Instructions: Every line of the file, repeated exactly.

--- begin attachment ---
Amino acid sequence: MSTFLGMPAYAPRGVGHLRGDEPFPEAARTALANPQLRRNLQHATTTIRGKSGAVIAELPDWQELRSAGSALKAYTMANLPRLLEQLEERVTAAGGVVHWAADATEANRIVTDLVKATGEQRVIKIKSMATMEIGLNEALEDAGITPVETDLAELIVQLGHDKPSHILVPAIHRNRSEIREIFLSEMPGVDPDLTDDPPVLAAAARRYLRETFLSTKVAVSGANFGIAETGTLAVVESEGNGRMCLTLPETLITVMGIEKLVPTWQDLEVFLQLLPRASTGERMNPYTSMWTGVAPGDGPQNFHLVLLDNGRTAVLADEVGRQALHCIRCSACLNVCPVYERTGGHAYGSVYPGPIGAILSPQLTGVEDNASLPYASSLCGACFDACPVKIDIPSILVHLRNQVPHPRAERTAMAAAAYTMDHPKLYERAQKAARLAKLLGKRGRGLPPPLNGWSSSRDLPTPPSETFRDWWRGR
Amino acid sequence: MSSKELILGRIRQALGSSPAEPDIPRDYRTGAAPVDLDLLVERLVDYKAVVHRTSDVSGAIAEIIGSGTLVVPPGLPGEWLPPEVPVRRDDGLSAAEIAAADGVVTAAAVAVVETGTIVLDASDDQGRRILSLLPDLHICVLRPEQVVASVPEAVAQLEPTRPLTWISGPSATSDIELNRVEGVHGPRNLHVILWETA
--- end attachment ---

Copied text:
Amino acid sequence: MSTFLGMPAYAPRGVGHLRGDEPFPEAARTALANPQLRRNLQHATTTIRGKSGAVIAELPDWQELRSAGSALKAYTMANLPRLLEQLEERVTAAGGVVHWAADATEANRIVTDLVKATGEQRVIKIKSMATMEIGLNEALEDAGITPVETDLAELIVQLGHDKPSHILVPAIHRNRSEIREIFLSEMPGVDPDLTDDPPVLAAAARRYLRETFLSTKVAVSGANFGIAETGTLAVVESEGNGRMCLTLPETLITVMGIEKLVPTWQDLEVFLQLLPRASTGERMNPYTSMWTGVAPGDGPQNFHLVLLDNGRTAVLADEVGRQALHCIRCSACLNVCPVYERTGGHAYGSVYPGPIGAILSPQLTGVEDNASLPYASSLCGACFDACPVKIDIPSILVHLRNQVPHPRAERTAMAAAAYTMDHPKLYERAQKAARLAKLLGKRGRGLPPPLNGWSSSRDLPTPPSETFRDWWRGR
Amino acid sequence: MSSKELILGRIRQALGSSPAEPDIPRDYRTGAAPVDLDLLVERLVDYKAVVHRTSDVSGAIAEIIGSGTLVVPPGLPGEWLPPEVPVRRDDGLSAAEIAAADGVVTAAAVAVVETGTIVLDASDDQGRRILSLLPDLHICVLRPEQVVASVPEAVAQLEPTRPLTWISGPSATSDIELNRVEGVHGPRNLHVILWETA